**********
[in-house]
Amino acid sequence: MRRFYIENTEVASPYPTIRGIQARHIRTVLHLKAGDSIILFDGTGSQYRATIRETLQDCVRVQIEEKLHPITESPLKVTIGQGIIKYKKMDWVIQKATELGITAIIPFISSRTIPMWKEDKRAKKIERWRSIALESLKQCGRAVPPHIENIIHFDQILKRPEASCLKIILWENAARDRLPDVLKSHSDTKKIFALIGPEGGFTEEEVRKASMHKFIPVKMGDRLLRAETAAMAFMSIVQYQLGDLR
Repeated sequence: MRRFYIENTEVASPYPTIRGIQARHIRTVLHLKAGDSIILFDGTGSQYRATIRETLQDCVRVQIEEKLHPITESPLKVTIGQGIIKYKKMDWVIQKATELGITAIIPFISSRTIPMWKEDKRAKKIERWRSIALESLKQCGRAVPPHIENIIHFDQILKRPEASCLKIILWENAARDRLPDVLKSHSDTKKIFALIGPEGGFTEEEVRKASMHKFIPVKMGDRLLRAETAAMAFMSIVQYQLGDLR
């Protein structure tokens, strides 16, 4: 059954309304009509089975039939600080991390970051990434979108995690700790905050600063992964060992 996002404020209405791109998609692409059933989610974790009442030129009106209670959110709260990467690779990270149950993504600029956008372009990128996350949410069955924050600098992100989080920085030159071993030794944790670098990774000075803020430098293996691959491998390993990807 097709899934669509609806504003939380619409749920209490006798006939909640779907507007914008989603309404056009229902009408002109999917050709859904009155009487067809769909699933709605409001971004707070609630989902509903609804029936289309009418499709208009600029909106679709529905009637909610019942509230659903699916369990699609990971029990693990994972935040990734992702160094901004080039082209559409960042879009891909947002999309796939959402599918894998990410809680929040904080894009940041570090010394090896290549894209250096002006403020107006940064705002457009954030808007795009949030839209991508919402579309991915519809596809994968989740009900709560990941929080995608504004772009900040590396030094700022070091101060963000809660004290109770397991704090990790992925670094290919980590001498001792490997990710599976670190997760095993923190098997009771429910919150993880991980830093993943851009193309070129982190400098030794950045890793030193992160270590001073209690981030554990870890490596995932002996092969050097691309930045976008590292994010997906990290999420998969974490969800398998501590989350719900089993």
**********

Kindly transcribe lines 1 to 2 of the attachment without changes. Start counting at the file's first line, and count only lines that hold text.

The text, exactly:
[in-house]
Amino acid sequence: MRRFYIENTEVASPYPTIRGIQARHIRTVLHLKAGDSIILFDGTGSQYRATIRETLQDCVRVQIEEKLHPITESPLKVTIGQGIIKYKKMDWVIQKATELGITAIIPFISSRTIPMWKEDKRAKKIERWRSIALESLKQCGRAVPPHIENIIHFDQILKRPEASCLKIILWENAARDRLPDVLKSHSDTKKIFALIGPEGGFTEEEVRKASMHKFIPVKMGDRLLRAETAAMAFMSIVQYQLGDLR